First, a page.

Herpes treatment – A step closer in fight against cancer-causing herpes.

Herpes Viruses necessary proteins are more ‘spaghetti-like’ than previously thought, which provides a vital hint in the search for an effective treatment against a type of herpes which causes a form of cancer known as Kaposi’s sarcoma. That’s according to scientists from The University of Manchester who have found that herpes proteins uses its versatile hands to successfully transfer popular foundations to the necessary proteins of tissues that it hijacks.

The latest part of this research is released in the Feb version of PLoS Pathogen which has discovered how the proteins of tissues hi-jacked by the viruses take on a ‘spaghetti-like’ structure.

The research provides the first ever molecular understanding of how the virus RNA, a type of compound which allows decoding the generic blueprint of a viruses, is transferred between viral and cellular protein, thus assisting the virus to hijack a cell. Dr Tunnicliffe, the first author, said: “Viruses cannot survive or replicate on their own — they need the resources and apparatus within a host cell to do so.”

In their research, financed by the Biotechnology and Biological Sciences Research Council, the study team developed and used a new technique which exposed how exactly versatile necessary protein interact together and with RNA.

Dr Tunnicliffe continues: “We have designed a novel strategy which shows how versatile molucules perform together; this gave us a glance of how the virus is able to get the workings of the cell that it infects.”

The research team has been using NMR — a technique related to the one used in MRI body scanners and capable of visualising elements at the smallest scales — to analyze how small elements of herpes virus help it to increase by binding themselves with other large molecules; this created pictures of a monkey herpes virus proteins mouse cellular proteins and viral RNA. These pictures were then used to create a 3D design of how viral RNA is recognised by this herpes virus protein and then then passed on to the cellular protein of the host.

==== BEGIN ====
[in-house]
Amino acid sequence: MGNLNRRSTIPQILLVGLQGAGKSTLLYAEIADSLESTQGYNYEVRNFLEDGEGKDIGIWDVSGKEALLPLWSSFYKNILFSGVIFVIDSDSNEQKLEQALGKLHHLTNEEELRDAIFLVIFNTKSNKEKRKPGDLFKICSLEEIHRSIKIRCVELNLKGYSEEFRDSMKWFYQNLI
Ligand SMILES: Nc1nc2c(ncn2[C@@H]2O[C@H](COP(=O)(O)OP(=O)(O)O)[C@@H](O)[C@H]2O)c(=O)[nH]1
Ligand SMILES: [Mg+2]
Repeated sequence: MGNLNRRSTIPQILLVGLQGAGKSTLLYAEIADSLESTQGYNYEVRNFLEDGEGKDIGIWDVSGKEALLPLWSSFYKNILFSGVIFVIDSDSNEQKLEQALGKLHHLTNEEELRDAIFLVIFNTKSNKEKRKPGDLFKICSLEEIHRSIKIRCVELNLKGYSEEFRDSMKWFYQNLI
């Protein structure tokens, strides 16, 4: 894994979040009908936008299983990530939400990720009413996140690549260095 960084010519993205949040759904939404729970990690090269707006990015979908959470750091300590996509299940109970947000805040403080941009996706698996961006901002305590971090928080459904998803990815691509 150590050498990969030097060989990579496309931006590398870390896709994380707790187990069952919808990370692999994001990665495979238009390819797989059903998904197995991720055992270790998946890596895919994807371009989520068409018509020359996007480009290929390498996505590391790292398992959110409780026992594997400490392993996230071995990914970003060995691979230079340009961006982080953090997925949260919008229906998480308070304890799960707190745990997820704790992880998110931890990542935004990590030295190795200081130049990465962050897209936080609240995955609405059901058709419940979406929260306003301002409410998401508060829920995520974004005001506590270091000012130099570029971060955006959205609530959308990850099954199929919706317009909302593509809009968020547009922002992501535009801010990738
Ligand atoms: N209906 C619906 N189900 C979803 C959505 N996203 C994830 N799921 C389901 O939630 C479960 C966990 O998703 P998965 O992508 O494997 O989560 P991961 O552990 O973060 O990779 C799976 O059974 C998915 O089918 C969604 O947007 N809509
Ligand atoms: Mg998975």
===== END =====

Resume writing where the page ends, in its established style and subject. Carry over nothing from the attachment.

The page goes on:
Although the design system analyzed here used proteins from a varieties of herpes viruses — which is only passed on between squirrel monkeys, without actually doing much damage to them — these herpes viruses are very similar to virus resulting in Kaposi’s sarcoma in people. Knowing how monkey virus work may help to figure out ways to prevent this type of cancer in people.

Senior researcher Dr Alexander Golovanov, from the Manchester Institute of Biotechnology and Faculty of Life Sciences, said: “Initially proteins were thought to interact only as fitting rigid bodies — as a lock and key, for example. The fitting key is inserted into the lock, and that sets the rigid mechanism of a lock in action. Then the understanding evolved — it was found that not all protein ‘keys’ is rigid, some are more like boiled spaghetti which can still operate the rigid lock successfully, by adjusting its shape.”

Dr Golovanov continues: “Just recently, the ‘fuzzy’ protein complexes were discovered — it is as if not only the ‘key’ is made of flexible boiled spaghetti, but also parts of the lock itself are made of boiled spaghetti. This ‘spaghetti mechanism’ still manages perform a defined complex function, despite lacking rigidity. The viral proteins behave a lot like such spaghetti.”

He added: “Unfortunately, no effective antiviral treatment is currently available, which suppress viral replication efficiently enough. Finding a weak spot in the virus, which can be used to prevent Kaposi’s sarcoma in the future, therefore would make a significant breakthrough.”

Professor Melanie Welham, BBSRC Executive Director of Science, said: “This is an interesting technique which will help us understand more about the herpes virus and could be applied in virology research more generally. This is the type of excellent bioscience research underpinning health that BBSRC seeks to fund to deliver social and economic benefits for all.”

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